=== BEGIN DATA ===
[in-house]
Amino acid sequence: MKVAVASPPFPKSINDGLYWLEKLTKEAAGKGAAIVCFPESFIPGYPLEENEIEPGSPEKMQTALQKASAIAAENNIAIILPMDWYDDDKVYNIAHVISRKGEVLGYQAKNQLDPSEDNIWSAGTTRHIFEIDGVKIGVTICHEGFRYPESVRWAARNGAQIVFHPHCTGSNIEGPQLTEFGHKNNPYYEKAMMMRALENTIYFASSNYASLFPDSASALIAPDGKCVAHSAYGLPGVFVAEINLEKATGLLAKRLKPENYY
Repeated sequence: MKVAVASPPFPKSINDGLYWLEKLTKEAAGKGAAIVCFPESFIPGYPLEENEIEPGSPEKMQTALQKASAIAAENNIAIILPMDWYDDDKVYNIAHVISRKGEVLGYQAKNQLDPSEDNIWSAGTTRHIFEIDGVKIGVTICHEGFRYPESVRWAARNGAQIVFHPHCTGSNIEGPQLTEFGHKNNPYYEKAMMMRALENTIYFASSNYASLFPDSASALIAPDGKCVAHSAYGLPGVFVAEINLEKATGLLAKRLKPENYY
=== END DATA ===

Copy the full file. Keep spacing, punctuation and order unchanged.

[in-house]
Amino acid sequence: MKVAVASPPFPKSINDGLYWLEKLTKEAAGKGAAIVCFPESFIPGYPLEENEIEPGSPEKMQTALQKASAIAAENNIAIILPMDWYDDDKVYNIAHVISRKGEVLGYQAKNQLDPSEDNIWSAGTTRHIFEIDGVKIGVTICHEGFRYPESVRWAARNGAQIVFHPHCTGSNIEGPQLTEFGHKNNPYYEKAMMMRALENTIYFASSNYASLFPDSASALIAPDGKCVAHSAYGLPGVFVAEINLEKATGLLAKRLKPENYY
Repeated sequence: MKVAVASPPFPKSINDGLYWLEKLTKEAAGKGAAIVCFPESFIPGYPLEENEIEPGSPEKMQTALQKASAIAAENNIAIILPMDWYDDDKVYNIAHVISRKGEVLGYQAKNQLDPSEDNIWSAGTTRHIFEIDGVKIGVTICHEGFRYPESVRWAARNGAQIVFHPHCTGSNIEGPQLTEFGHKNNPYYEKAMMMRALENTIYFASSNYASLFPDSASALIAPDGKCVAHSAYGLPGVFVAEINLEKATGLLAKRLKPENYY